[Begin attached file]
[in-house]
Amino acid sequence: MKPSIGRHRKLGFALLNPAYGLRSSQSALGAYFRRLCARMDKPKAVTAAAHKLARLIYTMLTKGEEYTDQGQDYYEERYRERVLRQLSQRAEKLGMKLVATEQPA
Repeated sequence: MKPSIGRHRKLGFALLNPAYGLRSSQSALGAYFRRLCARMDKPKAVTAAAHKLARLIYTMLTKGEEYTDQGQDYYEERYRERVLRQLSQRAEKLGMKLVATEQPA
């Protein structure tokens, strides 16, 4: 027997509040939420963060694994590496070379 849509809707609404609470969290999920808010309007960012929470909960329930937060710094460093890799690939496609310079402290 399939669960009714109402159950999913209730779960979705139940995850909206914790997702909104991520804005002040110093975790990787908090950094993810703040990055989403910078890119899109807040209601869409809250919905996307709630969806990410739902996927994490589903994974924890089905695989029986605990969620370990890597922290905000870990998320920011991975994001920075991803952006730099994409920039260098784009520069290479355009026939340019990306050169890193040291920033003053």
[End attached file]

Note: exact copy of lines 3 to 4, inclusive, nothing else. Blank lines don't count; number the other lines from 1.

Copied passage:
Repeated sequence: MKPSIGRHRKLGFALLNPAYGLRSSQSALGAYFRRLCARMDKPKAVTAAAHKLARLIYTMLTKGEEYTDQGQDYYEERYRERVLRQLSQRAEKLGMKLVATEQPA
């Protein structure tokens, strides 16, 4: 027997509040939420963060694994590496070379 849509809707609404609470969290999920808010309007960012929470909960329930937060710094460093890799690939496609310079402290 399939669960009714109402159950999913209730779960979705139940995850909206914790997702909104991520804005002040110093975790990787908090950094993810703040990055989403910078890119899109807040209601869409809250919905996307709630969806990410739902996927994490589903994974924890089905695989029986605990969620370990890597922290905000870990998320920011991975994001920075991803952006730099994409920039260098784009520069290479355009026939340019990306050169890193040291920033003053």